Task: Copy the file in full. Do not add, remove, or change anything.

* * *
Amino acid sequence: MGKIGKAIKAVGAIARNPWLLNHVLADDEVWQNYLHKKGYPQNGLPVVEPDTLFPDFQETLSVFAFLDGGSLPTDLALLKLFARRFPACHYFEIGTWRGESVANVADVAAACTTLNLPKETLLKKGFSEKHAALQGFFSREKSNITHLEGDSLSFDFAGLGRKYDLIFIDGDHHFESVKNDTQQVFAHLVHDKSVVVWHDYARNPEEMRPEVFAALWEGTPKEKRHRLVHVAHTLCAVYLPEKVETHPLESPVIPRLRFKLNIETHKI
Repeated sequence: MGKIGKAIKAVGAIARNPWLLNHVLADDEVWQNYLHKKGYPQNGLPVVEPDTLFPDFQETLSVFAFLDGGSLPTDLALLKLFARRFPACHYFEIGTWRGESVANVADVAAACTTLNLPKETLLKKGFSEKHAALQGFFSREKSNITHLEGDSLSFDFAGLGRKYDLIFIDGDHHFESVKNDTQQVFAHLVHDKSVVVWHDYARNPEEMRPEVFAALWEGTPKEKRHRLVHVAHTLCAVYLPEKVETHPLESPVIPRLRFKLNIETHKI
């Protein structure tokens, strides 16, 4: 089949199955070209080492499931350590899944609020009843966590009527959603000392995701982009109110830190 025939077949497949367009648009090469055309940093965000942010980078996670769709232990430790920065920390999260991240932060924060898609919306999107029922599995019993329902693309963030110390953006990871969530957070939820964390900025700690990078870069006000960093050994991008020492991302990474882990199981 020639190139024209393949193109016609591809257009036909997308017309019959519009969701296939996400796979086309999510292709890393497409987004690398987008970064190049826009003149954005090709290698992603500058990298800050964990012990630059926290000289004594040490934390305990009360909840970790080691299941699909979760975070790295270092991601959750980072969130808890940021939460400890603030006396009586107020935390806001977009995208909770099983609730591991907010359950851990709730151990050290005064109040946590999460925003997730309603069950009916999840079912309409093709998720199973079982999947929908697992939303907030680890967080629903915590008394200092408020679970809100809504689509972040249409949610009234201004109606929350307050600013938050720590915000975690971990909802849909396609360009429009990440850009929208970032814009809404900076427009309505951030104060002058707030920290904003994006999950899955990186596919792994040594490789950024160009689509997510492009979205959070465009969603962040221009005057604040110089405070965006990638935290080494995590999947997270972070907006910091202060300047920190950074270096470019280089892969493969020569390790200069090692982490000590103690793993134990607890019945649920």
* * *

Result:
Amino acid sequence: MGKIGKAIKAVGAIARNPWLLNHVLADDEVWQNYLHKKGYPQNGLPVVEPDTLFPDFQETLSVFAFLDGGSLPTDLALLKLFARRFPACHYFEIGTWRGESVANVADVAAACTTLNLPKETLLKKGFSEKHAALQGFFSREKSNITHLEGDSLSFDFAGLGRKYDLIFIDGDHHFESVKNDTQQVFAHLVHDKSVVVWHDYARNPEEMRPEVFAALWEGTPKEKRHRLVHVAHTLCAVYLPEKVETHPLESPVIPRLRFKLNIETHKI
Repeated sequence: MGKIGKAIKAVGAIARNPWLLNHVLADDEVWQNYLHKKGYPQNGLPVVEPDTLFPDFQETLSVFAFLDGGSLPTDLALLKLFARRFPACHYFEIGTWRGESVANVADVAAACTTLNLPKETLLKKGFSEKHAALQGFFSREKSNITHLEGDSLSFDFAGLGRKYDLIFIDGDHHFESVKNDTQQVFAHLVHDKSVVVWHDYARNPEEMRPEVFAALWEGTPKEKRHRLVHVAHTLCAVYLPEKVETHPLESPVIPRLRFKLNIETHKI
């Protein structure tokens, strides 16, 4: 089949199955070209080492499931350590899944609020009843966590009527959603000392995701982009109110830190 025939077949497949367009648009090469055309940093965000942010980078996670769709232990430790920065920390999260991240932060924060898609919306999107029922599995019993329902693309963030110390953006990871969530957070939820964390900025700690990078870069006000960093050994991008020492991302990474882990199981 020639190139024209393949193109016609591809257009036909997308017309019959519009969701296939996400796979086309999510292709890393497409987004690398987008970064190049826009003149954005090709290698992603500058990298800050964990012990630059926290000289004594040490934390305990009360909840970790080691299941699909979760975070790295270092991601959750980072969130808890940021939460400890603030006396009586107020935390806001977009995208909770099983609730591991907010359950851990709730151990050290005064109040946590999460925003997730309603069950009916999840079912309409093709998720199973079982999947929908697992939303907030680890967080629903915590008394200092408020679970809100809504689509972040249409949610009234201004109606929350307050600013938050720590915000975690971990909802849909396609360009429009990440850009929208970032814009809404900076427009309505951030104060002058707030920290904003994006999950899955990186596919792994040594490789950024160009689509997510492009979205959070465009969603962040221009005057604040110089405070965006990638935290080494995590999947997270972070907006910091202060300047920190950074270096470019280089892969493969020569390790200069090692982490000590103690793993134990607890019945649920």